“It means I have to be non-judgmental, to accept what has happened to them, who they are and what they believe in. It means I have to facilitate in any way I can their achievements at school, so that they leave with as many qualifications as possible so they can make their way in the world. That is my job.”
The links between vocational education, ICT and social inclusion were stressed by Katharina Fillinger of Vienna, who quoted the 2002 Copenhagen declaration: “The European Council set the strategic objective of the European Union to become the world’s most dynamic knowledge-based economy.
The development of high-quality vocational education and training is a crucial and integral part of this strategy, notably in terms of promoting social inclusion, cohesion, mobility, employability and competitiveness.”
The plea for balance in our expectations of education and for a refusal to idealise education’s golden past was put by Marius Misztal of the Pedagogic University of Cracow. He indicated that there were some teachers in Poland who harked back to a school culture dominated by rote learning and who perceived standards as having fallen. The overwhelming pressure, however, was for a more open, experiential approach to learning.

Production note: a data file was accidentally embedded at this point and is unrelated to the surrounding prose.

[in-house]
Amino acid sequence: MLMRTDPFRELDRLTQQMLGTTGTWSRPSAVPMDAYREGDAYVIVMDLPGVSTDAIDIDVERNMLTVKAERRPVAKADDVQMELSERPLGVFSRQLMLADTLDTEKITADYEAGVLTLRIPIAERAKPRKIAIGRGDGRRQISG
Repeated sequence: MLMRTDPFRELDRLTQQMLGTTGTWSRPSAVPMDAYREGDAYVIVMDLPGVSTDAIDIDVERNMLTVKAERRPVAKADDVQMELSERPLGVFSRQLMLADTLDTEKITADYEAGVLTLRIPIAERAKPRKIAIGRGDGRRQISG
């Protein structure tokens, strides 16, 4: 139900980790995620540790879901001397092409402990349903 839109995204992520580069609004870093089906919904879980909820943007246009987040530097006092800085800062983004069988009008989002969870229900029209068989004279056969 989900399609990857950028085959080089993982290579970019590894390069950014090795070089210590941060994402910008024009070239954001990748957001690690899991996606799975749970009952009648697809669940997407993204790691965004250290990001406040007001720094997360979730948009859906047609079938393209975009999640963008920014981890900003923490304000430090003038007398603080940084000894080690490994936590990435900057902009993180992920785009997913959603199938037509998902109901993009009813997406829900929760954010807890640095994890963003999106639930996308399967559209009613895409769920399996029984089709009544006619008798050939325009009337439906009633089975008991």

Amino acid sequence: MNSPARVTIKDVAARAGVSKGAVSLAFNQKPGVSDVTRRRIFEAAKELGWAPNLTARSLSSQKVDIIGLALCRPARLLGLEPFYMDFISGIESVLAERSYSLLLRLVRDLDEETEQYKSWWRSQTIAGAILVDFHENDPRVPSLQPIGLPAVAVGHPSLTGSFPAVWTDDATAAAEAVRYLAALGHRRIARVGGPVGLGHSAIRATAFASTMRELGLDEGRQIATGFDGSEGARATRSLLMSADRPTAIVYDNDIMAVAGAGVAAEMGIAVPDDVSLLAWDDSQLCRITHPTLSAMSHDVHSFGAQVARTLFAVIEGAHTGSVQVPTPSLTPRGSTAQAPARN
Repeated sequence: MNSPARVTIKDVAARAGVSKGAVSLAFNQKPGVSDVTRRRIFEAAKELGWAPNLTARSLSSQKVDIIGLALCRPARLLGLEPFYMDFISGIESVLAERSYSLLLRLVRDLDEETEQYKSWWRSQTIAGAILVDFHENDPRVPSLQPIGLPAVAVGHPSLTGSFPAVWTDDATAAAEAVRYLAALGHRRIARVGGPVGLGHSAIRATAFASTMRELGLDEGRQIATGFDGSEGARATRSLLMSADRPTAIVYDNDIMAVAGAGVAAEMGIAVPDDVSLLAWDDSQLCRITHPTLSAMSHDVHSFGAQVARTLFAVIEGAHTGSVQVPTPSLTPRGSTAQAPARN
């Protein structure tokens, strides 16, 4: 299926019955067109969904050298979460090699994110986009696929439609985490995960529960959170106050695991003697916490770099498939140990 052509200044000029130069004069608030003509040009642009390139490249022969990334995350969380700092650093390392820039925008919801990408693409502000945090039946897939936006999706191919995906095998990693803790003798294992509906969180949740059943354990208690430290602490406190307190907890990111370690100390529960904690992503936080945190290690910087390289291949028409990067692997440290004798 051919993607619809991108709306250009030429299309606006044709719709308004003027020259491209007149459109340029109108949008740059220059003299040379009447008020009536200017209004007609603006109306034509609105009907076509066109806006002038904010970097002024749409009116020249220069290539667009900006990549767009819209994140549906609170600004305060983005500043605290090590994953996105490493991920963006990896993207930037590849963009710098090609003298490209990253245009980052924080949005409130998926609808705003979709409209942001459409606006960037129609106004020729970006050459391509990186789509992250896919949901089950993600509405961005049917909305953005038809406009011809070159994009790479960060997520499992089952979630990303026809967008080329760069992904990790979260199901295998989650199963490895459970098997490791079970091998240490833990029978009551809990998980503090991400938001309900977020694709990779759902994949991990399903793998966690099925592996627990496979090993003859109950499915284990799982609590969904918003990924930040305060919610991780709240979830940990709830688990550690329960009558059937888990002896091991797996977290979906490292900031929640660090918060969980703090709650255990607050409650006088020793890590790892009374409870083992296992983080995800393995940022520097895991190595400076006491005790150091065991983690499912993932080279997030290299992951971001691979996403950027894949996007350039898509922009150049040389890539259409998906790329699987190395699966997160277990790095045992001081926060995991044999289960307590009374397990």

Employers in Poland, as elsewhere, require people who can solve problems and create a healthy balance between family and professional life. His hope was for a more genuinely pluralist pedagogy which was able to take into account the differing views of students, of teachers and employers.